Green salads are not just for summer lunches. What goes nicer with hot soup or a hunk of fresh bread?
Way back when I was a young and going to school in Jersey, there was a snow storm that dumped something like four feet of snow, and stopped everything for days. Suffering from serious cabin fever, I hiked to a friend's house for dinner.
This was not an easy task, since plows hadn't come through at all, and drifts were taller than me. A walk that usually took fifteen minutes took me at least an hour and a half. Tired and wet when I got there, I thought it would be the soup or the tea or the whiskey that would win my heart, but it was a green salad with lime dressing, topped with avocado, pepitas, and lots of pomegranate seeds.
I grew up in the desert eating pomegranates and kumquats like they were going out of style, but I had never thought to put either of them in a salad. Nearly twenty years later I remember that salad and evening fondly. I don't remember my friend Matthew's boyfriend's name—the smart guy responsible for the salad.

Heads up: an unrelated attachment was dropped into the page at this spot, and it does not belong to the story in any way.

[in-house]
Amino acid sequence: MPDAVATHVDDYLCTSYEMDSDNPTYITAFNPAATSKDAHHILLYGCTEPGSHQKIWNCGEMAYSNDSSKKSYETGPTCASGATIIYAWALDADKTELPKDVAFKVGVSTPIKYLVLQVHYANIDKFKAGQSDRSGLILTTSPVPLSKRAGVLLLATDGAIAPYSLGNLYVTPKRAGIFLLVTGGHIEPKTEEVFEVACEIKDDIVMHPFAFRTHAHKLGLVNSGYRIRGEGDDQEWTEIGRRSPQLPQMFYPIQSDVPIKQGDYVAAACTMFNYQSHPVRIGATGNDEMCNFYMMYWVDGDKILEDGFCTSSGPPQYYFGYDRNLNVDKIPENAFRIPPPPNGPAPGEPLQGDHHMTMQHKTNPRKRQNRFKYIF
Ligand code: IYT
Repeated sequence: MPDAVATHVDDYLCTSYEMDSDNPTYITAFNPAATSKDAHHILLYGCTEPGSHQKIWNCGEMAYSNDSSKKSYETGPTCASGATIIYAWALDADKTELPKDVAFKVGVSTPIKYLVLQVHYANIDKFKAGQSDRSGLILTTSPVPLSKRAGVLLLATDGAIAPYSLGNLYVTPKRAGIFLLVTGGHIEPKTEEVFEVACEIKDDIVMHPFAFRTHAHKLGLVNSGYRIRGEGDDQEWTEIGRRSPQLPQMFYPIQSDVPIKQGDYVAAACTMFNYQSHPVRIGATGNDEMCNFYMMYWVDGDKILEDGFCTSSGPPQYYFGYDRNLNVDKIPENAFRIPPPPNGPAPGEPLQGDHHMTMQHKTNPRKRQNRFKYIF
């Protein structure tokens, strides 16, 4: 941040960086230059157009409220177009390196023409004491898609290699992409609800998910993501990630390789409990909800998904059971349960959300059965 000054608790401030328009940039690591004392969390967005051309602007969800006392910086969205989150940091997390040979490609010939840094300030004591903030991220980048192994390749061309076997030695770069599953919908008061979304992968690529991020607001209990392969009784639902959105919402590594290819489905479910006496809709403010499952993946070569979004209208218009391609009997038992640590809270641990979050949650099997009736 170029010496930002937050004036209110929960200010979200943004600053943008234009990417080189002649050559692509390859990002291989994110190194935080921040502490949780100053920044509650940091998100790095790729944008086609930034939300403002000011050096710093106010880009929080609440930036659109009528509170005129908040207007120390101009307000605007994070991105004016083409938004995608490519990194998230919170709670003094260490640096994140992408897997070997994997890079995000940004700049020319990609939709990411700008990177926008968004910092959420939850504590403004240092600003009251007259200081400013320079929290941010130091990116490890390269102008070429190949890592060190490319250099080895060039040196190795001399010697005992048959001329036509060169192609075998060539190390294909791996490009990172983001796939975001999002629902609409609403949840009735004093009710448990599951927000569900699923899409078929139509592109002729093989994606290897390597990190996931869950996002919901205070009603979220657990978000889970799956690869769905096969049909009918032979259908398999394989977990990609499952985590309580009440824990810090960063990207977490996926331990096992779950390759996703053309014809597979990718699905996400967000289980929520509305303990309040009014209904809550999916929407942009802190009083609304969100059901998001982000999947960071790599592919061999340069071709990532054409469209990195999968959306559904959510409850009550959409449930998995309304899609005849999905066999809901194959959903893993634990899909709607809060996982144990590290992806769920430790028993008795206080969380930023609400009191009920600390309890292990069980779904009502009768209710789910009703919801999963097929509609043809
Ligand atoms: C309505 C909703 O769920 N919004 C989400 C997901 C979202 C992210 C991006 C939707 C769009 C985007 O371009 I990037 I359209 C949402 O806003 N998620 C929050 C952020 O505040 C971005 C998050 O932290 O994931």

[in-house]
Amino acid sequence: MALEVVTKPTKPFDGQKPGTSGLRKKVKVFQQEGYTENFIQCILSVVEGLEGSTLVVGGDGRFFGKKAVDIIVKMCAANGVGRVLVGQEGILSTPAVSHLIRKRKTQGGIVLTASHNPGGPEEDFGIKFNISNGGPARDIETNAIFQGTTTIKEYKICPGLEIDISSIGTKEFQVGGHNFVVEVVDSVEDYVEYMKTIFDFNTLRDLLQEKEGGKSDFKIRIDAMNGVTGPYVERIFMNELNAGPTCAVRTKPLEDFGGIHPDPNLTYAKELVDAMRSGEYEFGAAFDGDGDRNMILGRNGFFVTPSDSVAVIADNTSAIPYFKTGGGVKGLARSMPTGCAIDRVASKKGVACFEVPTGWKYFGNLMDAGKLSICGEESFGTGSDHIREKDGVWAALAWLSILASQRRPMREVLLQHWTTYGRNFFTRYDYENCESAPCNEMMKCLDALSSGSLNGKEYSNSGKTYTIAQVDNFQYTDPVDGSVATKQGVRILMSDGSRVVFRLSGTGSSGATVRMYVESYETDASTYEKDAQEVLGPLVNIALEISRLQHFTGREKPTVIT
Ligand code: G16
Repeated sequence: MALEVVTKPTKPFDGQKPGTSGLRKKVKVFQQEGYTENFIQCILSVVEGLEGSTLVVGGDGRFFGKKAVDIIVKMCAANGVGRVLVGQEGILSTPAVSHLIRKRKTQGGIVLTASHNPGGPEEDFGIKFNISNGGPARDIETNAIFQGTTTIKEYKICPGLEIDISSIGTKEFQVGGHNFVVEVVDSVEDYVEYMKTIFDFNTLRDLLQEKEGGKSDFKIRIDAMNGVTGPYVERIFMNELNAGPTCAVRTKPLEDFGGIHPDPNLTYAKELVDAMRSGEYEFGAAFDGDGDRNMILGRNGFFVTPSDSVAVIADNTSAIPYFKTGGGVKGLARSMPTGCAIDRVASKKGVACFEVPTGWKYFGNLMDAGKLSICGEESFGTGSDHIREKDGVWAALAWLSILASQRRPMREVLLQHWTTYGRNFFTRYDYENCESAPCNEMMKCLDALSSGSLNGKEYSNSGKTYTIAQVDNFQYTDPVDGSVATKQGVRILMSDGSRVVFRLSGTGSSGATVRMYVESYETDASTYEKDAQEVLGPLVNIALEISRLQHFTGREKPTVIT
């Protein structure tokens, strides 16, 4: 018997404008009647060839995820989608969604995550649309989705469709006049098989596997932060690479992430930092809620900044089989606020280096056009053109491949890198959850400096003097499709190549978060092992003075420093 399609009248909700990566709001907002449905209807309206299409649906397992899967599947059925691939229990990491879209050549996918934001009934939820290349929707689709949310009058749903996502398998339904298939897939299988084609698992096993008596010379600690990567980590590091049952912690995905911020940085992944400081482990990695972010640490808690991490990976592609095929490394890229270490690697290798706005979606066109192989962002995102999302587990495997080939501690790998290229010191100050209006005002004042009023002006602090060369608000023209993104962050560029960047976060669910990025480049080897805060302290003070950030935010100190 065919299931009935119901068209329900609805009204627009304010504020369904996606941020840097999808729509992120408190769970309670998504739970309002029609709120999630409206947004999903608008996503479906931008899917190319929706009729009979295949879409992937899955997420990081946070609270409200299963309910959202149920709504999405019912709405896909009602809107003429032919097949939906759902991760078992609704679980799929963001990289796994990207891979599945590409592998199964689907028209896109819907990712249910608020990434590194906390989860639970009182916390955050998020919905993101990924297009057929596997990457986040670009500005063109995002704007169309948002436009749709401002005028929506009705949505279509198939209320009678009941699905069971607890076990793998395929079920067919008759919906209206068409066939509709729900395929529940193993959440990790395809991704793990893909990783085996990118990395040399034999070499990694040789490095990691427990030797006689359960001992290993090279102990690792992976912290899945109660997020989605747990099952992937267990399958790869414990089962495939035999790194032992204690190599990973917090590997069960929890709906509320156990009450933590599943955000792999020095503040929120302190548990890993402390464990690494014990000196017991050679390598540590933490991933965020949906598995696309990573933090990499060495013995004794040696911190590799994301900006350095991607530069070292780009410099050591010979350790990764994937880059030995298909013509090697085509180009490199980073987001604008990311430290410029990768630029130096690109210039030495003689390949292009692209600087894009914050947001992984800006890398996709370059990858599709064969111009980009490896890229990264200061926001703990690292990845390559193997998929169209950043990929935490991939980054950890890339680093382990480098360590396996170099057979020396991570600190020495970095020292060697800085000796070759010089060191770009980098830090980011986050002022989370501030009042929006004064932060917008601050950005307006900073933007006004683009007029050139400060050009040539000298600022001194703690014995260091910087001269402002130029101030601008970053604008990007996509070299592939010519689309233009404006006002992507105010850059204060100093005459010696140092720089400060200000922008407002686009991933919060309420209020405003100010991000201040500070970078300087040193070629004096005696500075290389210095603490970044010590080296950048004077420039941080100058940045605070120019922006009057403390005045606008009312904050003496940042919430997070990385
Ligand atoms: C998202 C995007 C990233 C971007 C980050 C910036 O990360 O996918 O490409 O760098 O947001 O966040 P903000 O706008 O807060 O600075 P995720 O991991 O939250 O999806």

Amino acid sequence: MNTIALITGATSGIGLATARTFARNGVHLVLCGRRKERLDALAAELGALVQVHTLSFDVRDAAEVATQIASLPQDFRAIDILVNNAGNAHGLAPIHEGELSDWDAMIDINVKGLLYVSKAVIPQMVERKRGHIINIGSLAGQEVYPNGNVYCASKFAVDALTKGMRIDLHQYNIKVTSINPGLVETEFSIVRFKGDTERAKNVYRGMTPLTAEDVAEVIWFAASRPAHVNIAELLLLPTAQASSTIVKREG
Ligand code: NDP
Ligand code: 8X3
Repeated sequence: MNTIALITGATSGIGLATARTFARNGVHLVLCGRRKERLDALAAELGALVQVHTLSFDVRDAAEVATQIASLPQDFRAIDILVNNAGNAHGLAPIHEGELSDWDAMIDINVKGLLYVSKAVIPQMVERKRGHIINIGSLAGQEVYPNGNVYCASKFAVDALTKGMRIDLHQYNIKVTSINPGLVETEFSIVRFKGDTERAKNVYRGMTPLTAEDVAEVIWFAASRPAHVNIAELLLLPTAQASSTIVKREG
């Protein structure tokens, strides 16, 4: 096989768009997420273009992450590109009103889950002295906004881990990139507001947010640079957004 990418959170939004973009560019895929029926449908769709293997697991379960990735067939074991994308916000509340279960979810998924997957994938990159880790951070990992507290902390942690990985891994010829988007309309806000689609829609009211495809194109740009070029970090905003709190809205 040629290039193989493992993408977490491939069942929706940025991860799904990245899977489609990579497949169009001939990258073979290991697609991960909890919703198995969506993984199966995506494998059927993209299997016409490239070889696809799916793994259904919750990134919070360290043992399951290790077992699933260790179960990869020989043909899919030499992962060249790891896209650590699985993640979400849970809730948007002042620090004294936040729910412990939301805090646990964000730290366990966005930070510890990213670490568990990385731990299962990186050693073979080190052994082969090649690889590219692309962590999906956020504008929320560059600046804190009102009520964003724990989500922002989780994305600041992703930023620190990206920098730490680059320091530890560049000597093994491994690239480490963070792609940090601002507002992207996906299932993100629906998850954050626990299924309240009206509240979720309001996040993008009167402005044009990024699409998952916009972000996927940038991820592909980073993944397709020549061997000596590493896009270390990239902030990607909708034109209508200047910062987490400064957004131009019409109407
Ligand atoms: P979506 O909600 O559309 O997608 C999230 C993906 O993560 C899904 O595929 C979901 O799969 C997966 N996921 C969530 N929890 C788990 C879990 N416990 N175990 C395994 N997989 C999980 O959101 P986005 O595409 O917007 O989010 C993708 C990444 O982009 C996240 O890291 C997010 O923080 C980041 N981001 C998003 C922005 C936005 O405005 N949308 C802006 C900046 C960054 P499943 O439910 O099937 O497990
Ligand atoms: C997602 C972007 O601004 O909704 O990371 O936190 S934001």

Now my salads are always an experiment. If I'm craving something, I put it on a salad, or, in the dressing. (Tequila, no problem! Jicama, good idea! Flax seeds, sesame seeds, and peanuts, great! Pickles, well, all right. Peanut butter, yes, excellent with sesame oil and soy sauce.)
In winter this often means I'm putting hot foods on top of my greens: roasted beets and parsnips, wild rice, curry sauce, mashed potatoes, half burned spicy green beans, bean thread, squashes. Nuts and fruit are great on top of the hot layer. Obviously I use big bowls for these monster creations. Half of the time there's so much good stuff in there, I don't need dressing at all.
Today's salad had chopped raw fennel (the whole thing, bulb to fronds), haruki turnip, walnuts, and an apple. This sounds a little sad, but here it is anyway: It was the highlight of my day.